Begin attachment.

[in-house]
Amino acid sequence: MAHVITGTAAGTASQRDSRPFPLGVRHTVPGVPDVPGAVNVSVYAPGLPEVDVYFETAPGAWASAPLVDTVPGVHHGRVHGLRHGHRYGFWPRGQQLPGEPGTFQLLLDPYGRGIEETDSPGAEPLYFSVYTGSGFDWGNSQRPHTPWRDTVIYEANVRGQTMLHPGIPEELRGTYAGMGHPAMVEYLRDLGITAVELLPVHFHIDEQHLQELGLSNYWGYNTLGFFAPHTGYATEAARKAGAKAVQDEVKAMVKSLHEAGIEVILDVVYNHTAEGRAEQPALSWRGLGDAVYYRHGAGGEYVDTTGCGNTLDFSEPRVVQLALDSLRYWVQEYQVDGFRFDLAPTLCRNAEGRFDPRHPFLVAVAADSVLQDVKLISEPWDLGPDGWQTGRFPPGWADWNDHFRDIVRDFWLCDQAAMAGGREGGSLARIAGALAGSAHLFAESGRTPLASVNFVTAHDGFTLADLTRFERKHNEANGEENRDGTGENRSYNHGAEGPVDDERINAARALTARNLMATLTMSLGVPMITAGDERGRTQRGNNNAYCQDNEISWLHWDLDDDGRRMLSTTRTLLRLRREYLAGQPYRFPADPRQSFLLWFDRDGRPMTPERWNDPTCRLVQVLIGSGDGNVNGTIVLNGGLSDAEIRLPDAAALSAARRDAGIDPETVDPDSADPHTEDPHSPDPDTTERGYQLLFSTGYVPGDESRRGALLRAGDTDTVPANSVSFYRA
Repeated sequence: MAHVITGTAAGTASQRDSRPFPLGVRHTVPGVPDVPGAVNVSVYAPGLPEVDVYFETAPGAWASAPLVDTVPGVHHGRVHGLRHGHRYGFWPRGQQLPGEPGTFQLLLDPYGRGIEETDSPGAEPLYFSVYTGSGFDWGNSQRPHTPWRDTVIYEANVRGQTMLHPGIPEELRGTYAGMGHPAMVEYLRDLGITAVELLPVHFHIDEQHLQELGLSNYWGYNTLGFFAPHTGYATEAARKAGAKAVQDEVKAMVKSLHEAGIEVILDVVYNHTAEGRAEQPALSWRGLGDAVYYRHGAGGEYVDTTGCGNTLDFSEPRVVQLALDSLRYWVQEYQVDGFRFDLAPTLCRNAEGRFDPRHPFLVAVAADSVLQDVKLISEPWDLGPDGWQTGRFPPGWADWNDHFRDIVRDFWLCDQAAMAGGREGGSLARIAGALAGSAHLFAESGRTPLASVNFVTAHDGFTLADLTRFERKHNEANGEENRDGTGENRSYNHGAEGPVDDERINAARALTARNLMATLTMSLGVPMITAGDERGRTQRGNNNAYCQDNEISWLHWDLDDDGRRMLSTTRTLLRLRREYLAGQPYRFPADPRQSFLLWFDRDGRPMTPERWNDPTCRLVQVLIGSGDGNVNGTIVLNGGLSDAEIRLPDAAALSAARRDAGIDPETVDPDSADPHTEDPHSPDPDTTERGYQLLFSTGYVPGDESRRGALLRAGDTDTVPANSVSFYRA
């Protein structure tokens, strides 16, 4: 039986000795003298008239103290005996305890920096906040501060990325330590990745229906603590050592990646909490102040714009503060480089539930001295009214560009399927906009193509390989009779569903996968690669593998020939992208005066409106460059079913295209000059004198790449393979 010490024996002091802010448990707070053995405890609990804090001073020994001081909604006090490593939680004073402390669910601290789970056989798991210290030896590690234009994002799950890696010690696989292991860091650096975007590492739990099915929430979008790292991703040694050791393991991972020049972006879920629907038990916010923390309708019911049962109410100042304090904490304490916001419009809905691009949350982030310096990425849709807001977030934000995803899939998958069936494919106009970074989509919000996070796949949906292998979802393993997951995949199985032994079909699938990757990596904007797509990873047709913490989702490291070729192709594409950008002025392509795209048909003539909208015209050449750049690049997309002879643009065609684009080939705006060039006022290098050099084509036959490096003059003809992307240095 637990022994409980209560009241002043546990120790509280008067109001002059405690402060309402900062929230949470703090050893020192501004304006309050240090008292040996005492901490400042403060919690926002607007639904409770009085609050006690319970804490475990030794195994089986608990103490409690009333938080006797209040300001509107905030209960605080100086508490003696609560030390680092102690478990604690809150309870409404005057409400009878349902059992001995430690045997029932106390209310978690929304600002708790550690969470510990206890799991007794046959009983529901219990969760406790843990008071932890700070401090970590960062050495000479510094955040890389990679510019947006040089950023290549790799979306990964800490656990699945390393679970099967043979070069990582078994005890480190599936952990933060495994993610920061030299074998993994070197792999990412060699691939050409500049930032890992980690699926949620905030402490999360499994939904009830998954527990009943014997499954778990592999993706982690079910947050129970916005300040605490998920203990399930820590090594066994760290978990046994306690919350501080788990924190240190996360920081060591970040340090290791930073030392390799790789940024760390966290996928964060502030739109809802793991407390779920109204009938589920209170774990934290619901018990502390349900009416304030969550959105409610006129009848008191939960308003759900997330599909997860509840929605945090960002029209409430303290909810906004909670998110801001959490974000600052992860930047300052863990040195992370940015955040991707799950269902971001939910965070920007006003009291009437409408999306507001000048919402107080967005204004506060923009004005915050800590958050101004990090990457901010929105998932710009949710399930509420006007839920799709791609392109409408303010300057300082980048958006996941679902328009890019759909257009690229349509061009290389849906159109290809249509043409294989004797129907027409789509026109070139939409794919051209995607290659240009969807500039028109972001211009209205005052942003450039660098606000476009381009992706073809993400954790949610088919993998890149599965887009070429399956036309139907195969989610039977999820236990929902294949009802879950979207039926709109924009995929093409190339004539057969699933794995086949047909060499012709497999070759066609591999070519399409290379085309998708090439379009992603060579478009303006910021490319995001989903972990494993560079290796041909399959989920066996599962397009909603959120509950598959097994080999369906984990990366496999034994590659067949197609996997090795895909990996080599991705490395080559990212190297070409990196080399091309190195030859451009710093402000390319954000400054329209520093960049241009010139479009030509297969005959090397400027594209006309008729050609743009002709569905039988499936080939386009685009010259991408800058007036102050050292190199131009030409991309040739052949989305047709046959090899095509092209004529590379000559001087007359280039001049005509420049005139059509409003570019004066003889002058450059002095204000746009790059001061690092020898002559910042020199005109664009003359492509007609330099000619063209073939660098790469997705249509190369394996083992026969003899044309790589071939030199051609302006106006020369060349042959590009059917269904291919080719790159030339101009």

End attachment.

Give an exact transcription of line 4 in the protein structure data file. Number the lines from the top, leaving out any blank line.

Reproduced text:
């Protein structure tokens, strides 16, 4: 039986000795003298008239103290005996305890920096906040501060990325330590990745229906603590050592990646909490102040714009503060480089539930001295009214560009399927906009193509390989009779569903996968690669593998020939992208005066409106460059079913295209000059004198790449393979 010490024996002091802010448990707070053995405890609990804090001073020994001081909604006090490593939680004073402390669910601290789970056989798991210290030896590690234009994002799950890696010690696989292991860091650096975007590492739990099915929430979008790292991703040694050791393991991972020049972006879920629907038990916010923390309708019911049962109410100042304090904490304490916001419009809905691009949350982030310096990425849709807001977030934000995803899939998958069936494919106009970074989509919000996070796949949906292998979802393993997951995949199985032994079909699938990757990596904007797509990873047709913490989702490291070729192709594409950008002025392509795209048909003539909208015209050449750049690049997309002879643009065609684009080939705006060039006022290098050099084509036959490096003059003809992307240095 637990022994409980209560009241002043546990120790509280008067109001002059405690402060309402900062929230949470703090050893020192501004304006309050240090008292040996005492901490400042403060919690926002607007639904409770009085609050006690319970804490475990030794195994089986608990103490409690009333938080006797209040300001509107905030209960605080100086508490003696609560030390680092102690478990604690809150309870409404005057409400009878349902059992001995430690045997029932106390209310978690929304600002708790550690969470510990206890799991007794046959009983529901219990969760406790843990008071932890700070401090970590960062050495000479510094955040890389990679510019947006040089950023290549790799979306990964800490656990699945390393679970099967043979070069990582078994005890480190599936952990933060495994993610920061030299074998993994070197792999990412060699691939050409500049930032890992980690699926949620905030402490999360499994939904009830998954527990009943014997499954778990592999993706982690079910947050129970916005300040605490998920203990399930820590090594066994760290978990046994306690919350501080788990924190240190996360920081060591970040340090290791930073030392390799790789940024760390966290996928964060502030739109809802793991407390779920109204009938589920209170774990934290619901018990502390349900009416304030969550959105409610006129009848008191939960308003759900997330599909997860509840929605945090960002029209409430303290909810906004909670998110801001959490974000600052992860930047300052863990040195992370940015955040991707799950269902971001939910965070920007006003009291009437409408999306507001000048919402107080967005204004506060923009004005915050800590958050101004990090990457901010929105998932710009949710399930509420006007839920799709791609392109409408303010300057300082980048958006996941679902328009890019759909257009690229349509061009290389849906159109290809249509043409294989004797129907027409789509026109070139939409794919051209995607290659240009969807500039028109972001211009209205005052942003450039660098606000476009381009992706073809993400954790949610088919993998890149599965887009070429399956036309139907195969989610039977999820236990929902294949009802879950979207039926709109924009995929093409190339004539057969699933794995086949047909060499012709497999070759066609591999070519399409290379085309998708090439379009992603060579478009303006910021490319995001989903972990494993560079290796041909399959989920066996599962397009909603959120509950598959097994080999369906984990990366496999034994590659067949197609996997090795895909990996080599991705490395080559990212190297070409990196080399091309190195030859451009710093402000390319954000400054329209520093960049241009010139479009030509297969005959090397400027594209006309008729050609743009002709569905039988499936080939386009685009010259991408800058007036102050050292190199131009030409991309040739052949989305047709046959090899095509092209004529590379000559001087007359280039001049005509420049005139059509409003570019004066003889002058450059002095204000746009790059001061690092020898002559910042020199005109664009003359492509007609330099000619063209073939660098790469997705249509190369394996083992026969003899044309790589071939030199051609302006106006020369060349042959590009059917269904291919080719790159030339101009």